The Fall of Theranos: A Brand Management Study

There is a healthcare company in Silicon Valley that is currently under fire.  Full disclosure: I was awe struck by the company and the potential it had if the claims were true.  I’ve been following them now for nearly two years.  Their product would have been a revolutionary change to the healthcare industry.  The company is Theranos and was founded by Elizabeth Holmes.  Holmes was 19 when she dropped out of Stanford University to start Theranos and just last year, at 31 years old, she was valued at $4.5 Billion.  As of today, many put her fortune at less than $100,000.  Holmes is also banned from owning or operating a medical laboratory for two years.

Some of you may be wondering what Theranos produces.  You’re probably also wondering why they were so revolutionary.  Theranos had created a blood-testing machine by the name of Edison.  This machine was supposed to take blood from Nanotainers – which were vials no more than half an inch long – and run them through 15 different tests.  These tests ranged from cholesterol, prostate cancer, Herpes Simplex, and even pregnancy hormones.  All these tests from just a few drops of blood.  Like I said, revolutionary.

What actually happened was that Edison could only accurately test for Herpes Simplex 1, and then lied about all of the rest.  Theranos went so far as to run their proficiency samples with other lab testing machines and then slap the Edison name on the final result.  The end to the tragedy was Shakespearean in quality.

The Fall of Theranos

I encourage you to check out this story by the New York Times for a brief synopsis and history of Theranos.  It’s published as an easy to read timeline.  Here are a few key features though: Oct 16, 2015 Theranos collecting of tiny blood samples opting for a traditional direct venous approach; April 18th, 2016 the S.E.C and Justice Department begin their investigations of Theranos; June 12th, 2016 Walgreens closes the 42 testing centers using Theranos products – these centers were most of Theranos’ customers; July 7th, 2016 the Center for Medicare and Medicaid Services bans Elizabeth Holmes from owning or running a medical laboratory for two years, and also ban her laboratories from receiving Medicare and Medicaid payments.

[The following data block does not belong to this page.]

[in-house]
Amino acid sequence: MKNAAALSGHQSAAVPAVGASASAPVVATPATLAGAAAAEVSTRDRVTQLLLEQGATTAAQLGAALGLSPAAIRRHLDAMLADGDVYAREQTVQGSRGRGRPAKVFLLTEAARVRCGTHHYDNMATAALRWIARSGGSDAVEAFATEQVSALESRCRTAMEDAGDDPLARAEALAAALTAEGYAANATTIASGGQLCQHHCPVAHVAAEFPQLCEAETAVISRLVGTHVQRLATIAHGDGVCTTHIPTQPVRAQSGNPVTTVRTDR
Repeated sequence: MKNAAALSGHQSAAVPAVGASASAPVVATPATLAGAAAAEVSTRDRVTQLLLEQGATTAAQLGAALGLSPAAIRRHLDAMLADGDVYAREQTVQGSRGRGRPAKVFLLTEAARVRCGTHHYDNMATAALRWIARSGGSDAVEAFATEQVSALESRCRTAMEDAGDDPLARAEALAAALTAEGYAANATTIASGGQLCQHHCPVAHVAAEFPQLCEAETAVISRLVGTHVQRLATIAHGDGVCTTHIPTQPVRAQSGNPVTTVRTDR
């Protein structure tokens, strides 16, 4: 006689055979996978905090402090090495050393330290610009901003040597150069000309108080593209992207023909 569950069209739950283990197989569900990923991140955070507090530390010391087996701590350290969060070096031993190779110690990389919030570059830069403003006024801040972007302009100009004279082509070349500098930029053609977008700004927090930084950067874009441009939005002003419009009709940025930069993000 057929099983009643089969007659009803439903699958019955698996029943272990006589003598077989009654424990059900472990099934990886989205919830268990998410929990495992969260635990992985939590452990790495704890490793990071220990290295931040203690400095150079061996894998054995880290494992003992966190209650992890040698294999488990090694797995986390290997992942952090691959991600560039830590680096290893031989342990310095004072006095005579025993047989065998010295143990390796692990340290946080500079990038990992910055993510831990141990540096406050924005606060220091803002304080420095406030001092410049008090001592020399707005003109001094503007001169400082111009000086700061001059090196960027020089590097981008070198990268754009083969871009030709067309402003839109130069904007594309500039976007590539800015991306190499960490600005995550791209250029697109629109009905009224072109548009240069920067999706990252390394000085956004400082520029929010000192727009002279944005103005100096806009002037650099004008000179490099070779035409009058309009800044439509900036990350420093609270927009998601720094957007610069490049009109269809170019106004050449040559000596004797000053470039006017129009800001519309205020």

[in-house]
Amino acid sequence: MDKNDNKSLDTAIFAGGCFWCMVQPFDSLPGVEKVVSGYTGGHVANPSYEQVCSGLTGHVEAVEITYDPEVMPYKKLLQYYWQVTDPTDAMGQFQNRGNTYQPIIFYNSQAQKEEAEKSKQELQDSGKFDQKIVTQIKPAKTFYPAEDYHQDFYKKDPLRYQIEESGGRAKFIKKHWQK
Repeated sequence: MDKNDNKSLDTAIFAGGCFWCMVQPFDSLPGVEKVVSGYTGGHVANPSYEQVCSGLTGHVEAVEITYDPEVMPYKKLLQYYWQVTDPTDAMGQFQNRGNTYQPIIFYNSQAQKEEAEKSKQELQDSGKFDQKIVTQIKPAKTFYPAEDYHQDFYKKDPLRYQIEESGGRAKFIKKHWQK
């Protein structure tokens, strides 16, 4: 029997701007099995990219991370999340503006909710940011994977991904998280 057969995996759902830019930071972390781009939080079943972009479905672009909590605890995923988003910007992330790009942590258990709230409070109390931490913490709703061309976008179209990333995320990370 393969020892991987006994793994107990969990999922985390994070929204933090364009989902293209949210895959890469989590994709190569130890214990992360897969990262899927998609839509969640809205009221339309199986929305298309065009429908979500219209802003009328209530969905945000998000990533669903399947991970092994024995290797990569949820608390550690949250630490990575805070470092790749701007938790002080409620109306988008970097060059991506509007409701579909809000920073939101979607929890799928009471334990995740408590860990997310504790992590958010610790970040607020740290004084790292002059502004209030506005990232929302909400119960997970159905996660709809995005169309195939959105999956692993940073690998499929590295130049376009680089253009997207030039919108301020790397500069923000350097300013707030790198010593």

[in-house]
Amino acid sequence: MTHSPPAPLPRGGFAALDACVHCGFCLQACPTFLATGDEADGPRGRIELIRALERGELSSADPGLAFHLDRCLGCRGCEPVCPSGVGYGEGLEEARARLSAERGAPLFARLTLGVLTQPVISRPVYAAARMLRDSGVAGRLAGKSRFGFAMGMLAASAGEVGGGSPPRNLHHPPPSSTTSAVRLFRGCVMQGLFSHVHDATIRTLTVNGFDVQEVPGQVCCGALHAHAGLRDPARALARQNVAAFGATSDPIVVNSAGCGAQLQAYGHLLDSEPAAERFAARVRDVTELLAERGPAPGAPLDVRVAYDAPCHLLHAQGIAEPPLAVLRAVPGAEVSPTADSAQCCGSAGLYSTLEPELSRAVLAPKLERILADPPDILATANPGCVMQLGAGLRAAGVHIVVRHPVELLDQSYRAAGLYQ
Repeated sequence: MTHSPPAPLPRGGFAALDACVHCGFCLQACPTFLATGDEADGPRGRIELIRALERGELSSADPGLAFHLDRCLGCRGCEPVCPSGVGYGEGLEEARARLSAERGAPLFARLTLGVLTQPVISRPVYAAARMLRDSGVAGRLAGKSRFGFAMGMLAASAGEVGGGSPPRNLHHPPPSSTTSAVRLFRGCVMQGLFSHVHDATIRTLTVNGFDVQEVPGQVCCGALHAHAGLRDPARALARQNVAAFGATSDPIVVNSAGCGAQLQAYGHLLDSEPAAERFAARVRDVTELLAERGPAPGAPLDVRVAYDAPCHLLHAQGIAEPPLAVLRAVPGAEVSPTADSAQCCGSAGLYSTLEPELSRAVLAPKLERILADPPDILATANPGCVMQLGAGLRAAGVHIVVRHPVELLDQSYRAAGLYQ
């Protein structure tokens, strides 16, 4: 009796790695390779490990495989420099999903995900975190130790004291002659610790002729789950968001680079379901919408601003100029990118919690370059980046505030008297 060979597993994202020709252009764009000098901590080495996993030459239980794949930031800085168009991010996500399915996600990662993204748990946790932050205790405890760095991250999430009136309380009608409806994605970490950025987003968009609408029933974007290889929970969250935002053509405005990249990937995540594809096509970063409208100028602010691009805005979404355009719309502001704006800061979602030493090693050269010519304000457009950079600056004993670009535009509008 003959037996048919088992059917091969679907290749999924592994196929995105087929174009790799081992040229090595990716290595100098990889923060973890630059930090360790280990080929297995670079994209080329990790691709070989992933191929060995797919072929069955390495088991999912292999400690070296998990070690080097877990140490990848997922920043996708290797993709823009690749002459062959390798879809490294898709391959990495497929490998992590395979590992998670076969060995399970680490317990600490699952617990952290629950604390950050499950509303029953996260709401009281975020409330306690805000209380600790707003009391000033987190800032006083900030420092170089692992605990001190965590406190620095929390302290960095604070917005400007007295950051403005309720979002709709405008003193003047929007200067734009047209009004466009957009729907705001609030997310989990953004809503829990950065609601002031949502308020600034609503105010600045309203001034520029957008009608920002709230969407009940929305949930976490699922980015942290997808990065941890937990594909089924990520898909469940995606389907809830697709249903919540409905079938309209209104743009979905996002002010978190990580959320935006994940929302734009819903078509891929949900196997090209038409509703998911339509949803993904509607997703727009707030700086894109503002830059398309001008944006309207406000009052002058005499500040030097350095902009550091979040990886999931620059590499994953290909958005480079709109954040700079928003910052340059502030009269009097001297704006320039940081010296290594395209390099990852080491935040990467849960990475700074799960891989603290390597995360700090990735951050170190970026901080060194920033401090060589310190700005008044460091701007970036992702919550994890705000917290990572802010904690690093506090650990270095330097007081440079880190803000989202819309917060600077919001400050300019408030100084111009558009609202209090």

How Do You Manage Your Brand?

How Do You Manage Your Brand?

Theranos still exists.  At least in theory, anyway.  They are still trying to market products, but it’s mostly falling on deaf ears.  The company was so carefully crafted as a revolutionary breakthrough and Silicon Sweetheart, that the level of penalties and credibility issues they’ve received have made them defunct.  Simply said, they lack credibility.  The fact that their COO explicitly told Theranos lab techs to run proficiency samples with other company’s products, and then publish those results as Theranos results was damning.  Theranos has also voided any and all tests done on the Edison machine in 2014 and 2015.

The problem with Theranos is that they kept everything guarded.  Employees Department A were not allowed to communicate with Department B, this led to Holmes understanding the master plan, but the employees were left in the dark – this breeds discontent.  This also turns into a bunch whistleblowers coming out to the news media in secrecy if something goes wrong.  That’s exactly what happened with Theranos.  Furthermore, Holmes refused to allow any scientist doctor or medical journal to review their science, even under non-disclosure.  That means someone in Theranos didn’t feel confident enough in the product to show off how it worked.

In medicine, credibility is paramount to success.  If you’re a doctor, and your patients don’t trust you, they don’t use you.  If you’re a drug maker, and people don’t believe the drug works, they’ll refuse to take it.  Theranos created lab equipment and couldn’t prove to others that their science worked, so why should they be amazed when people won’t use it?

What Theranos Can Teach Everyone